FanPost

New England Patriots PreSeason Watch - Defensive Line - Updated 9/4/2009


Continuing the position battles: (Previously QB WR RB TE OL)

The Defensive Line:

NUMBER NAME POSITION HEIGHT WEIGHT DOB YEAR LAST YEAR
75 Vince Wilfork DT/NT 6-2 325 11/4/1981 6
99 Mike Wright DT/NT 6-4 295 3/1/1982 5
60 92 Ron Brace DT/NT 6-3 330 12/18/1986 R
76 Stephen Williams CUT DT/DE 6-2 306 9/21/1981 4 * Panthers
94 Ty Warren DE 6-5 300 2/6/1981 7
62 Titus Adams DT/DE 6-4 305 1/28/1983 2 P
93 Richard Seymour DE 6-6 310 10/6/1979 9
90 Le Kevin Smith TRADED DE 6-3 308 7/21/1982 4
69 Darryl Richard DE 6-4 290 6/17/1986 R
91 Myron Pryor DE 6-1 310 6/13/1986 R
97 Jarvis Green DE 6-3 285 1/12/1979 8

 Prior to Training Camp, I had us keeping Vince Wilfork and Ron Brace as our 2 Nose Tackles.  I had Ty Warren, Richard Seymour, LeKevin Smith, and one other as our defensive ends, with Darryl Richard most likely on the practice squad.

The update after the jump.

My earlier prediction, was based on the Patriots staying in a predominantly 3-4 formation.  While the Pats have switched into a 4-3 in times past (look at last years Chargers game), the 3-4 has been the dominant formation.  In some of the camp chat, they've even mentioned using a 5-2 (Armchair coaches, keep your eyes open).  The Pats have even used a 0-4-7 defense in the past.  The Pats look like they will switch in and out if the 4-3 quite a bit this year (it may even be the standard formation).  As long as I'm mentioning it, I should talk a little about what it means, the advantages and the disadvantages.

The 3-4 defense describes 3 down linemen (DE-NT-DE), and 4 linebackers (OLB-ILB-ILB-OLB).  The potential exists for any of these 7 to rush the quarterback.  The nose tackle (NT) generally lines up across from the center.  A good nose tackle must occupy multiple blockers (Vince is a great one).  The defensive ends (DE) function more like the defensive tackles (DT) in a 4-3 defense, occupying multiple blockers on the line (that's why DE's in a 3-4 get many fewer sacks than the DE's in a 4-3).  The outside linebackers (OLB) are the primary pass rushers.  If the 3 man line does it's job, the OLB's should have single blockers they need to beat to get to the quarterback.  The advantage in the 3-4 is that you are only tying up 3 defenders (for sure) on the line, while pressure could actually come from any of the 4 linebackers.  The disadvantage, is that it requires excellent line play.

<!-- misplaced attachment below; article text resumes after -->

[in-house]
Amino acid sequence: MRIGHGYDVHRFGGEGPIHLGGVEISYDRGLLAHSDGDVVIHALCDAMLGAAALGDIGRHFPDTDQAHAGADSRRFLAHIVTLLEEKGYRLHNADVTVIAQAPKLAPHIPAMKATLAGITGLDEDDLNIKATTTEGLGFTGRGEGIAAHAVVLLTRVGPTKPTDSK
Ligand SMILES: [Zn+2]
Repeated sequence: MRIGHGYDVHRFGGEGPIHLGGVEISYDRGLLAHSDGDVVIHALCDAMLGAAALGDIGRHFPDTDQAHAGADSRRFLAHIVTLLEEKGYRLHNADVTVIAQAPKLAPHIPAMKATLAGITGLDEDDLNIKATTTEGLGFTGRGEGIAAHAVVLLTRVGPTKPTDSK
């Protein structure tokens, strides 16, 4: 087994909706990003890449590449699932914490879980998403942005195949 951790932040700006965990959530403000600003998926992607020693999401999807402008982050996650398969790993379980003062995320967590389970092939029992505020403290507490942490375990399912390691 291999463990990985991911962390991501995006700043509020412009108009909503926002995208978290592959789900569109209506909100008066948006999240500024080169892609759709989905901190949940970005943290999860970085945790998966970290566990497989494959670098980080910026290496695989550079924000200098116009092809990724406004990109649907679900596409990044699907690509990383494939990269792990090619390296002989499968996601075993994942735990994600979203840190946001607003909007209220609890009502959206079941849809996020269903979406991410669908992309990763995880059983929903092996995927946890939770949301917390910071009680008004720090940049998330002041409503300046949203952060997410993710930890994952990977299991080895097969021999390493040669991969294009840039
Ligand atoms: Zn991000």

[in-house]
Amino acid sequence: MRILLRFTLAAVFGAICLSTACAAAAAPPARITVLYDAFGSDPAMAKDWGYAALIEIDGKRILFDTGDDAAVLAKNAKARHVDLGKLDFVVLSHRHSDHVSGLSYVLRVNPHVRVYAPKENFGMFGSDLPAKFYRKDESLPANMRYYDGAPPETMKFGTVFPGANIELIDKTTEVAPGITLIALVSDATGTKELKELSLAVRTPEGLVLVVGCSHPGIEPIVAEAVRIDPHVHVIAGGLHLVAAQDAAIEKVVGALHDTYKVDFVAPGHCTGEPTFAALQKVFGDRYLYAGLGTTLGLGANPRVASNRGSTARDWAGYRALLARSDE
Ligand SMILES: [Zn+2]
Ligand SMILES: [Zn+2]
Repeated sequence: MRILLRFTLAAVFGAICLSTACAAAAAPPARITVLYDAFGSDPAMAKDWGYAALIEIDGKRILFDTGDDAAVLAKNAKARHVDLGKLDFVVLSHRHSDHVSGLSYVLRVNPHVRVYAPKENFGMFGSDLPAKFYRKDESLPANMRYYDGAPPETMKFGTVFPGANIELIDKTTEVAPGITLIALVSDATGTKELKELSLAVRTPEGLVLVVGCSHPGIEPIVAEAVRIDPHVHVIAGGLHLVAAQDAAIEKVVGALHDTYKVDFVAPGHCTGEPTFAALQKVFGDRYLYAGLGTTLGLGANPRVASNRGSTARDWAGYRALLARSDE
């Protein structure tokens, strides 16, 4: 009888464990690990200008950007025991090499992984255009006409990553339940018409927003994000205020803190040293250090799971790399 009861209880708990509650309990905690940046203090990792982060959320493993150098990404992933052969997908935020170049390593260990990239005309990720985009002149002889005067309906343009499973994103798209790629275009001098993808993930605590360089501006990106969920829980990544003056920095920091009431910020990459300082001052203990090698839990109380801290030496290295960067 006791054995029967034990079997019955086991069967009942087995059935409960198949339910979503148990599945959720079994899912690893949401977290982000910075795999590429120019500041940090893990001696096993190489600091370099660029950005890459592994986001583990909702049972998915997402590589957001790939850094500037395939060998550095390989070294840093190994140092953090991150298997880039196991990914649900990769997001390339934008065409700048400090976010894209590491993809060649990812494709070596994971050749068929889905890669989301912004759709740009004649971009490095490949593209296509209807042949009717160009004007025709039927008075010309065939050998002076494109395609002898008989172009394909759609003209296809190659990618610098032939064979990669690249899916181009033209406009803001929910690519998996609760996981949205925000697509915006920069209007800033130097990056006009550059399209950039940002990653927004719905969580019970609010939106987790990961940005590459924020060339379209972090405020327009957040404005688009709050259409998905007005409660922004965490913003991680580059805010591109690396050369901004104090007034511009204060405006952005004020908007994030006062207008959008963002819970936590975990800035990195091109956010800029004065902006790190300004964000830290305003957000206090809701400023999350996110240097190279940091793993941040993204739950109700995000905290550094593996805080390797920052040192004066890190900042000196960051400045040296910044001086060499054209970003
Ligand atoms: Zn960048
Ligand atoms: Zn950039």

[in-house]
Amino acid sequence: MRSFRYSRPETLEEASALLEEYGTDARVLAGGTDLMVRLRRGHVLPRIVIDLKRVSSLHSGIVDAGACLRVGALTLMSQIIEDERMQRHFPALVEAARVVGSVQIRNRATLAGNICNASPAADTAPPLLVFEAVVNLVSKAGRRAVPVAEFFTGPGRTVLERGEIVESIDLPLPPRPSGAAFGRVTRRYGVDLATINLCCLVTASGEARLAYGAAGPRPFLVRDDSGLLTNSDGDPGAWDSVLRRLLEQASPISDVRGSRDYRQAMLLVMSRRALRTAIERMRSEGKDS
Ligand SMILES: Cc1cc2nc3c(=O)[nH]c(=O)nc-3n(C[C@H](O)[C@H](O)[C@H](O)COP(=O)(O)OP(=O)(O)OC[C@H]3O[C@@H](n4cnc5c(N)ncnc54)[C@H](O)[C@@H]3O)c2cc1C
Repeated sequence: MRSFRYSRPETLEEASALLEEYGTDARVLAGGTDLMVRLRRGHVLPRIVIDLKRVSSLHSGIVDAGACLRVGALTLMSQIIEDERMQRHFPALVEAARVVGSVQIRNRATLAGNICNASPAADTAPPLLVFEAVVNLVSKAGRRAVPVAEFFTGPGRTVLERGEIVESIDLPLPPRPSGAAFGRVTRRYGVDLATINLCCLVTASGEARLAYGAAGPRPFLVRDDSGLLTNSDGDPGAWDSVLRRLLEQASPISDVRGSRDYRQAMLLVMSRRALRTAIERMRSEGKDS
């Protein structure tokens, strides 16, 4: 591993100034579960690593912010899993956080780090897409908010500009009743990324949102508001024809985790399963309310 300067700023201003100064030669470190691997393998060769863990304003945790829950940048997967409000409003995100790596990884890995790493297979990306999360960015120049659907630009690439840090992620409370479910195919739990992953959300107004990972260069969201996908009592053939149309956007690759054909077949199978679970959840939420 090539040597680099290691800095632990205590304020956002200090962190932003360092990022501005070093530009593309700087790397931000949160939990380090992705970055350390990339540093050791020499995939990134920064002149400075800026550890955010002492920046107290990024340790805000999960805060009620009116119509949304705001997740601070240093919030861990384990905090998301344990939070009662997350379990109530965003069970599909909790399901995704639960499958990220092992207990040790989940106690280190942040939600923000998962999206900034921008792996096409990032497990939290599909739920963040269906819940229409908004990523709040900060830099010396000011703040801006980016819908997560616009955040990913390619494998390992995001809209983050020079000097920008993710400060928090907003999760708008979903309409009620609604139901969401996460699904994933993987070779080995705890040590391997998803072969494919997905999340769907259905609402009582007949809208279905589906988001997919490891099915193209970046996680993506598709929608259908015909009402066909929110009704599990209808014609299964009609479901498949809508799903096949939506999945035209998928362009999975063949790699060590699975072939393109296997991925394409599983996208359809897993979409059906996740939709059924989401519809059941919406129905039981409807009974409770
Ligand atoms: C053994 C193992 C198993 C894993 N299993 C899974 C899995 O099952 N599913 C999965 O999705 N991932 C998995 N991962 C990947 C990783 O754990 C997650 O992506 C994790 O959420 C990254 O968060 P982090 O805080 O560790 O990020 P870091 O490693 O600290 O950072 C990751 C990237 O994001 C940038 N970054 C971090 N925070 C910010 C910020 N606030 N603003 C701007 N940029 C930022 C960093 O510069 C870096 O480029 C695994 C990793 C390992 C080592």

The 4-3 defense, on the other hand, describes 4 down linemen (DE-DT-DT-DE), and 4 linebackers (Sam, Mike, Will).  The potential exists for any of these 7 to also rush the quarterback, but now it is harder to hide where the pressure is coming (fewer linebackers).  The defensive tackles generally line up either side of the center.  These guys eat up blockers and put pressure on the O-Line.  The defensive ends function more like the OLB's in a 3-4 defense, and are the primary pass rushers.  The linebacker on the Tight End (strong) side of the line is the Sam.  He's usually a bit bigger back, who is able to set the edge on a strong side run.  The linebacker on the other (weak) side is the Will.  He is usually faster, can pass rush, or drop back into coverage against a receiving back, or slot guy.  The last linebacker is the Middle linebacker or Mike.  He plugs up running lanes in the middle, drops into coverage as needed, or can blitz through the line.  The advantage in the 4-3 is that you have more guaranteed help (4 linemen) putting pressure on the QB.  The disadvantage is that there are only 3 linebackers the QB has to focus on.